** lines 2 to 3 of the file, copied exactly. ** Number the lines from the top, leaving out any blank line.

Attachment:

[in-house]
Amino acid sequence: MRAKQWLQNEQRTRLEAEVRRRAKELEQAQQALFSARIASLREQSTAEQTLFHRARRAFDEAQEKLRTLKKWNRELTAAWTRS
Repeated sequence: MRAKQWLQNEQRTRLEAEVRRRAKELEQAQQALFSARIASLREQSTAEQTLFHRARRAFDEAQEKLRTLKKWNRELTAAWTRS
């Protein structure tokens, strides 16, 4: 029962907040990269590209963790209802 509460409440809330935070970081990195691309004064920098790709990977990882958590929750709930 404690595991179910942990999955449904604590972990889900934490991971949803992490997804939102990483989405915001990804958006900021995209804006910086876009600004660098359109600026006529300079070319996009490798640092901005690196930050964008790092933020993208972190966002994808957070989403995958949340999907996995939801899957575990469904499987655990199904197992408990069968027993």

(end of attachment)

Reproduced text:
Amino acid sequence: MRAKQWLQNEQRTRLEAEVRRRAKELEQAQQALFSARIASLREQSTAEQTLFHRARRAFDEAQEKLRTLKKWNRELTAAWTRS
Repeated sequence: MRAKQWLQNEQRTRLEAEVRRRAKELEQAQQALFSARIASLREQSTAEQTLFHRARRAFDEAQEKLRTLKKWNRELTAAWTRS